Current progress in high cell density yeast bioprocesses for bioethanol production
Artikel i vetenskaplig tidskrift, 2015

High capital costs and low reaction rates are major challenges for establishment of fermentation-based production systems in the bioeconomy. Using high cell density cultures is an efficient way to increase the volumetric productivity of fermentation processes, thereby enabling faster and more robust processes and use of smaller reactors. In this review, we summarize recent progress in the application of high cell density yeast bioprocesses for first and second generation bioethanol production. High biomass concentrations obtained by retention of yeast cells in the reactor enables easier cell reuse, simplified product recovery and higher dilution rates in continuous processes. High local cell density cultures, in the form of encapsulated or strongly flocculating yeast, furthermore obtain increased tolerance to convertible fermentation inhibitors and utilize glucose and other sugars simultaneously, thereby overcoming two additional hurdles for second generation bioethanol production. These effects are caused by local concentration gradients due to diffusion limitations and conversion of inhibitors and sugars by the cells, which lead to low local concentrations of inhibitors and glucose. Quorum sensing may also contribute to the increased stress tolerance. Recent developments indicate that high cell density methodology, with emphasis on high local cell density, offers significant advantages for sustainable second generation bioethanol production.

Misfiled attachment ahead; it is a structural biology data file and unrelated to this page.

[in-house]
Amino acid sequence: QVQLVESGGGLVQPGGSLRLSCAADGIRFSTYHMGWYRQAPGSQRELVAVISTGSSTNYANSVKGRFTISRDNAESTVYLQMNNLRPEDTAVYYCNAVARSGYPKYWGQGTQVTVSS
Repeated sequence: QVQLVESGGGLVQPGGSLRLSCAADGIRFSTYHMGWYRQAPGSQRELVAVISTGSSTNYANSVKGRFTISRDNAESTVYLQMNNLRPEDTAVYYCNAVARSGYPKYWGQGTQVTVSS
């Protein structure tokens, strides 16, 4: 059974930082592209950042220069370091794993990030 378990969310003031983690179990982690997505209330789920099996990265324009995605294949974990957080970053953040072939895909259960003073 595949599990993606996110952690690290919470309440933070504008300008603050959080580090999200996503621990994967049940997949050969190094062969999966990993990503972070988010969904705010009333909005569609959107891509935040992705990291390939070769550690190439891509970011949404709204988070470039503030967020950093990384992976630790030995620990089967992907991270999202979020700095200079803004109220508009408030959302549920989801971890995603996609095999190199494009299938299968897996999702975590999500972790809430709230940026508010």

Biorefinery

Flocculation

Industrial biotechnology

Bioencapsulation

Biofuels

Författare

Johan Westman

Chalmers, Biologi och bioteknik, Industriell bioteknik

Carl Johan Franzén

Chalmers, Biologi och bioteknik, Industriell bioteknik

Biotechnology journal

1860-6768 (ISSN) 1860-7314 (eISSN)

Vol. 10 8 1185-1195

Drivkrafter

Hållbar utveckling

Ämneskategorier

Industriell bioteknik

Bioprocessteknik

Mikrobiologi

Annan industriell bioteknik

Styrkeområden

Energi

Livsvetenskaper och teknik

DOI

10.1002/biot.201400581

PubMed

26211654

Mer information

Skapat

2017-10-08